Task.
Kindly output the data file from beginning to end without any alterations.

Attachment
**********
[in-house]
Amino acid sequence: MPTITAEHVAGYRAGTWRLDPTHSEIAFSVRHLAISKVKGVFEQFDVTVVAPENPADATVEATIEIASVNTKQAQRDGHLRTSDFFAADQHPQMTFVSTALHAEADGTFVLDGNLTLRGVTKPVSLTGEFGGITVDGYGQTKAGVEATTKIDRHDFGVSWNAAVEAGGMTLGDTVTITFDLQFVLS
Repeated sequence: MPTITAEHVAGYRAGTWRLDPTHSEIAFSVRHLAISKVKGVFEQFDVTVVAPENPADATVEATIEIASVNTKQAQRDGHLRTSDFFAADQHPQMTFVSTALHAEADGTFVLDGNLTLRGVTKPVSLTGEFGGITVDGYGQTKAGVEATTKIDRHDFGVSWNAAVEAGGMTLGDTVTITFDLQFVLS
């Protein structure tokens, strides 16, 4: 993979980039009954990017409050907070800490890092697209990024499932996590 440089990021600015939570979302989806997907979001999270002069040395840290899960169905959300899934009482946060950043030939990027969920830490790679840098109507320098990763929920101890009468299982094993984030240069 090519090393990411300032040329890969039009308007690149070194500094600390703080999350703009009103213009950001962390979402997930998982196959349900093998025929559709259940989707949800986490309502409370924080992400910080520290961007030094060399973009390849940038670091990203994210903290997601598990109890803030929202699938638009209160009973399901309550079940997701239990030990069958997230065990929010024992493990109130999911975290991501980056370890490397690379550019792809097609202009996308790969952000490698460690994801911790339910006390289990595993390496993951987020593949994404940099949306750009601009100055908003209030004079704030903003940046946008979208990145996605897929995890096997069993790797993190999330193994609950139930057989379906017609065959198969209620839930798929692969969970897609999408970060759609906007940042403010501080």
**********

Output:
[in-house]
Amino acid sequence: MPTITAEHVAGYRAGTWRLDPTHSEIAFSVRHLAISKVKGVFEQFDVTVVAPENPADATVEATIEIASVNTKQAQRDGHLRTSDFFAADQHPQMTFVSTALHAEADGTFVLDGNLTLRGVTKPVSLTGEFGGITVDGYGQTKAGVEATTKIDRHDFGVSWNAAVEAGGMTLGDTVTITFDLQFVLS
Repeated sequence: MPTITAEHVAGYRAGTWRLDPTHSEIAFSVRHLAISKVKGVFEQFDVTVVAPENPADATVEATIEIASVNTKQAQRDGHLRTSDFFAADQHPQMTFVSTALHAEADGTFVLDGNLTLRGVTKPVSLTGEFGGITVDGYGQTKAGVEATTKIDRHDFGVSWNAAVEAGGMTLGDTVTITFDLQFVLS
């Protein structure tokens, strides 16, 4: 993979980039009954990017409050907070800490890092697209990024499932996590 440089990021600015939570979302989806997907979001999270002069040395840290899960169905959300899934009482946060950043030939990027969920830490790679840098109507320098990763929920101890009468299982094993984030240069 090519090393990411300032040329890969039009308007690149070194500094600390703080999350703009009103213009950001962390979402997930998982196959349900093998025929559709259940989707949800986490309502409370924080992400910080520290961007030094060399973009390849940038670091990203994210903290997601598990109890803030929202699938638009209160009973399901309550079940997701239990030990069958997230065990929010024992493990109130999911975290991501980056370890490397690379550019792809097609202009996308790969952000490698460690994801911790339910006390289990595993390496993951987020593949994404940099949306750009601009100055908003209030004079704030903003940046946008979208990145996605897929995890096997069993790797993190999330193994609950139930057989379906017609065959198969209620839930798929692969969970897609999408970060759609906007940042403010501080």